[Sponsored] What Home Health Care Agencies Need to Know About COVID-19 Legislation

As the COVID-19 pandemic continues to reshape the health care world, it is having a particularly strong impact on home-based care providers, with 92% of home health agencies (HHAs) revealing in a recent survey that they had lost revenue for a variety of coronavirus-driven causes.

Now, three new pieces of legislation, enacted because of the pandemic, should help agencies manage through this difficult time, says Malka Trump, director of compliance at payroll technology company Viventium.

The ability of HHAs to respond to the COVID-19 challenge during the second half of 2020 will be partially contingent upon their understanding of these massive pieces of COVID-related legislation:


— Families First Coronavirus Response Act (FFCRA)
— Coronavirus Aid, Relief, and Economic Security Act (The CARES Act)
— Paycheck Protection Program Flexibility Act (PPPFA)

What the 3 New Laws Address

Each new piece of legislation seeks to address the range of changes to the home-based care business in the wake of COVID-19, Trump says, with different benefits and functions in each law.

The FFCRA specifically addresses pandemic-related concerns, which include the funding of state unemployment insurance, free coronavirus testing and food security initiatives. The act also provides for employer paid sick and childcare leave to employees who cannot work because they either need to care for themselves or another for health concerns related to COVID-19, or they need to care for a child whose school or daycare has closed.


Under the law, employers can claim those leave payments as credits that offset their payroll tax deposits.

The CARES Act provides a range of benefits for employers, including the 50% employee retention credit, the deferral of payment of employer social security and the Paycheck Protection Program (PPP), which is administered by the Small Business Administration (SBA).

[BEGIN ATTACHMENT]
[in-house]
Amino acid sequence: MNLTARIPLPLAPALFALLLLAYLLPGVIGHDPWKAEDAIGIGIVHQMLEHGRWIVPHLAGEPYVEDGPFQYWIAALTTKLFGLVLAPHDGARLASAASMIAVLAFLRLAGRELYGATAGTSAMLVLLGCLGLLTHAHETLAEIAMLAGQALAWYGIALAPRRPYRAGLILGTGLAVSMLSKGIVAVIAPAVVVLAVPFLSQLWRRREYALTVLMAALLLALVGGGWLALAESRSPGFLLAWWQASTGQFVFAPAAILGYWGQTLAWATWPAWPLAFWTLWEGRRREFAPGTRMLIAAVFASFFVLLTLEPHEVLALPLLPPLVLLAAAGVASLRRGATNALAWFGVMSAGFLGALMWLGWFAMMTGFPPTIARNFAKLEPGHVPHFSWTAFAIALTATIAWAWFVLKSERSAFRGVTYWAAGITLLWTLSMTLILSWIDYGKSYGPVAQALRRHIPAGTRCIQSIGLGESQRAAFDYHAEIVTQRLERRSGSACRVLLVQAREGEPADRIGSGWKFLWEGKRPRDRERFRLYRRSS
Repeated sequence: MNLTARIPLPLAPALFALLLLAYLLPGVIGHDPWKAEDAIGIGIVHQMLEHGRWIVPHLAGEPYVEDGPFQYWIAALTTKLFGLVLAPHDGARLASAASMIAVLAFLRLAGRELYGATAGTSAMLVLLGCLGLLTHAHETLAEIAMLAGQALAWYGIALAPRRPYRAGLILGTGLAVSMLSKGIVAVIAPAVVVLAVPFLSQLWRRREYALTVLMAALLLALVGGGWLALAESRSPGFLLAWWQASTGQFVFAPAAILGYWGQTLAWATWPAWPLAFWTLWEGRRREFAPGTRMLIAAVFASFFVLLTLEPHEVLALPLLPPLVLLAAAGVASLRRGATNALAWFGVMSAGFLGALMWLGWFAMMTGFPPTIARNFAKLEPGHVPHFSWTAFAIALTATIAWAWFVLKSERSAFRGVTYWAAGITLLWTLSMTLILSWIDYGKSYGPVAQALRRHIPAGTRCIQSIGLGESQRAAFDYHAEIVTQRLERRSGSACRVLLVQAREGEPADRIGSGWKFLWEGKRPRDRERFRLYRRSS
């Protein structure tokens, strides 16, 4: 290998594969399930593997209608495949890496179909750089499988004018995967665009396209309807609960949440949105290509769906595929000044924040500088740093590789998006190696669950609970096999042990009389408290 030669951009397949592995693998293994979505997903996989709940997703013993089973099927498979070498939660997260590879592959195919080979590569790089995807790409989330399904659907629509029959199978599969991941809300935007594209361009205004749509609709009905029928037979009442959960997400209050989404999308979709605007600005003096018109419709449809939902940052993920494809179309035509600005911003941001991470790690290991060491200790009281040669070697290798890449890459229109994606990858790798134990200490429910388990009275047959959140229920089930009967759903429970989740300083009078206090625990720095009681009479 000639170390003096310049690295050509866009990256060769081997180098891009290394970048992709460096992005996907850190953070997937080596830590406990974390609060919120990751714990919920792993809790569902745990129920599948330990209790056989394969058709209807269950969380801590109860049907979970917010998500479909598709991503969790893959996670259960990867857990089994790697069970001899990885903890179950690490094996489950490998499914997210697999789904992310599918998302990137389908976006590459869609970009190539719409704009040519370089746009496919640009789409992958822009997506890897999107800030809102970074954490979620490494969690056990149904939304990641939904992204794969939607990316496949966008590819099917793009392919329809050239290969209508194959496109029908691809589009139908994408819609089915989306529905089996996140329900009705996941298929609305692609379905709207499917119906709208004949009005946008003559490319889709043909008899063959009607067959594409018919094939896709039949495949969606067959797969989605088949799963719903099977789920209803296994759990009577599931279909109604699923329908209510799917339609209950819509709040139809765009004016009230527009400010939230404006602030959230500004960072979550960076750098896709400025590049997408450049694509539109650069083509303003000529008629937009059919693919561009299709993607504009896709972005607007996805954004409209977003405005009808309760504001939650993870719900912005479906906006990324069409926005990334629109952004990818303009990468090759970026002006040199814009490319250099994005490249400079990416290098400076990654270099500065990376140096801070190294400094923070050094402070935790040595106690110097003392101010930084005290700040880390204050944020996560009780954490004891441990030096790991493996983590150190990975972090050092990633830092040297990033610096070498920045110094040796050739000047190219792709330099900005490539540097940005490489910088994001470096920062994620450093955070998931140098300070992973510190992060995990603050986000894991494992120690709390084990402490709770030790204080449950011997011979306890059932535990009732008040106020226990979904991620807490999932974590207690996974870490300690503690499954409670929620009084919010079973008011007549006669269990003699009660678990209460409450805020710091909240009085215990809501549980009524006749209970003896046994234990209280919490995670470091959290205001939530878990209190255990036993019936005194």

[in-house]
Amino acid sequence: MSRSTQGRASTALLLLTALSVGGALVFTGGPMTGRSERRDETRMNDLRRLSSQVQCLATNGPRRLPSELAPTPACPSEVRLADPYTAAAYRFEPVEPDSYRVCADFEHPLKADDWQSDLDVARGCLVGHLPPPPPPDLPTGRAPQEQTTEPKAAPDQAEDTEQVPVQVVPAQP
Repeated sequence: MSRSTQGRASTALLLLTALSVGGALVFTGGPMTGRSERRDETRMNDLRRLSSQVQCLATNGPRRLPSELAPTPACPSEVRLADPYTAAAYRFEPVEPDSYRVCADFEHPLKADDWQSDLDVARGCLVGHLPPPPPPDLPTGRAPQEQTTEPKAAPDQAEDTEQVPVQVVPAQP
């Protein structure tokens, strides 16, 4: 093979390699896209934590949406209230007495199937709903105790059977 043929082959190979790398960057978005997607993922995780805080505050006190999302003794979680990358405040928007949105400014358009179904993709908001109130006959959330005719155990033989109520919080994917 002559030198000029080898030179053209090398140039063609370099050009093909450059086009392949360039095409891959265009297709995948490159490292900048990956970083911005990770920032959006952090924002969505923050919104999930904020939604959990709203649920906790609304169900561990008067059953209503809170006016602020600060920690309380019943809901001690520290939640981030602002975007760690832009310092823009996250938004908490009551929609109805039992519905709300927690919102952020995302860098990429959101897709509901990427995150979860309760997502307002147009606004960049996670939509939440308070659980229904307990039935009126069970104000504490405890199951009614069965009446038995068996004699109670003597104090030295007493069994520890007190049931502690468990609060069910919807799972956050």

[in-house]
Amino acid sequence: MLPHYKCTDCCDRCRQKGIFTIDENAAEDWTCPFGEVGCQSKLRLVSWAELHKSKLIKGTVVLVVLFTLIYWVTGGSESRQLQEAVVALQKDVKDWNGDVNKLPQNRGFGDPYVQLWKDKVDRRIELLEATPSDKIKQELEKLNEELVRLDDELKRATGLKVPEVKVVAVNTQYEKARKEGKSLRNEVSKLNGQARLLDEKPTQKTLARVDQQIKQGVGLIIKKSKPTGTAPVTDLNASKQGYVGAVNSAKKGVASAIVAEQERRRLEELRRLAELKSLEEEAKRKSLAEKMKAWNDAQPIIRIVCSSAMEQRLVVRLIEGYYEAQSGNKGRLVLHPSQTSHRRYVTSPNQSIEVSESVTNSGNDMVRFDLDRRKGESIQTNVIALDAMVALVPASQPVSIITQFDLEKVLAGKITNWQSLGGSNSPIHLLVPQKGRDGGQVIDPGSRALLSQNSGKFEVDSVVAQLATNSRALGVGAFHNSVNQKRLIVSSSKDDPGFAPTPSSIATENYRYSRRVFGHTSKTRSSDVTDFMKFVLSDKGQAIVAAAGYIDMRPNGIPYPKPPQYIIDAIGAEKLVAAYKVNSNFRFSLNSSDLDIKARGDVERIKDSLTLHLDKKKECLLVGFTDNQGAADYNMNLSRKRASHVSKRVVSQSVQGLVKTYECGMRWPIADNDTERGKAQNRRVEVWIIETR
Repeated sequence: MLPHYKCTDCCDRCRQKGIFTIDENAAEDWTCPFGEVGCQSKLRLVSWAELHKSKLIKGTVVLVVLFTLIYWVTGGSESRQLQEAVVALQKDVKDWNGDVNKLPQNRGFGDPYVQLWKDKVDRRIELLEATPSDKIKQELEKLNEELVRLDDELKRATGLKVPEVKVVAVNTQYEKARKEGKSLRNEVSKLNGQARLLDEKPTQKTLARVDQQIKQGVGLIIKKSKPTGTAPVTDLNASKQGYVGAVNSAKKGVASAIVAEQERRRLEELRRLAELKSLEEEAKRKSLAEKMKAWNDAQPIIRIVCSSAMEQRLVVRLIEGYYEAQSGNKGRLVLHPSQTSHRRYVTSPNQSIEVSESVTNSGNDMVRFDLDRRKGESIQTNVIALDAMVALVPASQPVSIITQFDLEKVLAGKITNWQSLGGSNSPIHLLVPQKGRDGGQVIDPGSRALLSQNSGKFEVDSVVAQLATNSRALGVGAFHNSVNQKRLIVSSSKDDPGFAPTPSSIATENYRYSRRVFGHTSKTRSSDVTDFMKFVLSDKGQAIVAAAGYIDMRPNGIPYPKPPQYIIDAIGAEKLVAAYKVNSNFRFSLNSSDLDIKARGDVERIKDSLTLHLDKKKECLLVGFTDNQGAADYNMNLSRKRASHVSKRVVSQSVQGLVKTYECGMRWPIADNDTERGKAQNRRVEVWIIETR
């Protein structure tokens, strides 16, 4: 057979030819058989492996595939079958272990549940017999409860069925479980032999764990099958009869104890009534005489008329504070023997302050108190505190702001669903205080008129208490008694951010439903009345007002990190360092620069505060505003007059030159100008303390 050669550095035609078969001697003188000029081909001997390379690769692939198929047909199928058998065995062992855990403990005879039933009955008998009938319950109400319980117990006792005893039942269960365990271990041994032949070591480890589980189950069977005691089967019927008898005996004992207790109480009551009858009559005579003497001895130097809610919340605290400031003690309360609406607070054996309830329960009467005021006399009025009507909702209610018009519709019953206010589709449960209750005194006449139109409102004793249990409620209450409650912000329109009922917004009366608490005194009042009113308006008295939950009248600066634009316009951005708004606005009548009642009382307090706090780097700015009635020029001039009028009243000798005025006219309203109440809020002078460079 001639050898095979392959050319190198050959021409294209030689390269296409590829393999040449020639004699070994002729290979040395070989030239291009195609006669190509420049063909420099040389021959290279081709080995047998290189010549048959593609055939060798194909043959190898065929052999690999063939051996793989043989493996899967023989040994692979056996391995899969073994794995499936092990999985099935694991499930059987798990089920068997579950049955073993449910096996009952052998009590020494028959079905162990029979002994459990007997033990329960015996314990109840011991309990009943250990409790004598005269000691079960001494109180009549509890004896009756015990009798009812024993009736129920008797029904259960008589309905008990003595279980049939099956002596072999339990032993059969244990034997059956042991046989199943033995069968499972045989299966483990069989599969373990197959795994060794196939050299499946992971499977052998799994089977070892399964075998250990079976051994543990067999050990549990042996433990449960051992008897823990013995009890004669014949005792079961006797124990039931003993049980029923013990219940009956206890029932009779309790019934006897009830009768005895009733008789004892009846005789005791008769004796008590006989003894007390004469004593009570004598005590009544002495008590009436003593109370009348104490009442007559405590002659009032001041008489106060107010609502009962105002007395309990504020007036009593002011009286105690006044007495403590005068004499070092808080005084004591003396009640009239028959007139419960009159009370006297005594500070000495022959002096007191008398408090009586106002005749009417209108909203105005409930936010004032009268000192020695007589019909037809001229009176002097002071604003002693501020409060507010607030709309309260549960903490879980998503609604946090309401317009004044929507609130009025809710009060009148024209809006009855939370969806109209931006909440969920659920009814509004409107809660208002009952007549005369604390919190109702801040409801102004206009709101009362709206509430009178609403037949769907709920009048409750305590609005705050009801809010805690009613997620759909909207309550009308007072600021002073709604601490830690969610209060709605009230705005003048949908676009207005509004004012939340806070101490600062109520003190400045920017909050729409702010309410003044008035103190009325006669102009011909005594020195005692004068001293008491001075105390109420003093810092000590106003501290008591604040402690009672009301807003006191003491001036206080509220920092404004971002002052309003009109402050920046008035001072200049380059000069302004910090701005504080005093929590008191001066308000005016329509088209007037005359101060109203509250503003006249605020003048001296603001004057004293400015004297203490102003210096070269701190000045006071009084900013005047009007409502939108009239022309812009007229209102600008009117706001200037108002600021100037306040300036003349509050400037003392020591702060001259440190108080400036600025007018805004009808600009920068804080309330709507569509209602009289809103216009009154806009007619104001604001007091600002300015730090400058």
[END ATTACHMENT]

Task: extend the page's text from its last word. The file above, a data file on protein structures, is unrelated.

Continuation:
The PPPFA expanded the PPP to increase the likelihood of small businesses receiving forgiveness of their loans.

“Probably the most important thing to know is whether your current payroll provider can accommodate these laws and simplify the process so that you can focus on taking care of patients and employees,” Trump says.

What HHAs Need to Know, More Specifically

Not surprisingly, there are key nuances to each law. Provisions in the CARES Act that employers can take advantage of include:

— The deferment of the payment of the employer portion of social security tax, which means health agencies can delay paying this tax until either December 31, 2021 (50% due) and December 31, 2022 (50% due), freeing up much-needed cash right now.
— The 50% employee retention credit for businesses whose operations have been affected by the COVID-19 pandemic. Employers who continue to pay their employees may be eligible for a tax credit equal to 50% of employees’ qualifying wages (up to $10,000 in wages per employee).
— The Paycheck Protection Program (PPP). Employers with 500 or less employees may be eligible for a PPP loan. If funds received are used to cover eight weeks of payroll costs (expanded to 24 weeks under PPPFA) and certain other business expenses, the loan can potentially be forgiven.

Additionally, though HHAs are legally exempt from FFCRA leave requirements, if they are voluntarily providing paid leave to employees, they can elect coverage and may then be entitled to the tax credits.

“It’s extremely important that a health care agency and their payroll provider are in sync when it comes to taking advantage of COVID-19 legislation,” Trump says.

4 Key Questions HHAs Must Ask

Because many COVID-19 benefits must be processed through payroll or require payroll data, Trump notes that agency leaders must know the answers to the following questions:

  1. Can I process payroll tax credits available under the FFCRA and CARES Act through my payroll and reduce my federal tax deposit?
  2. Does my payroll provider provide tracking tools so I can manage my tax credits and ensure I don’t miss any?
  3. Does my provider support the deferral of employer social security tax so I can retain those funds and use them for more immediate purposes?
  4. Does my provider have the reporting tools to provide me with the required payroll data to apply for an SBA PPP loan, and then, later, to apply for loan forgiveness?

Payroll compliance is a team effort — as is understanding how to benefit from the new COVID-driven legislation. To learn more about how Viventium can help, visit Viventium.com.

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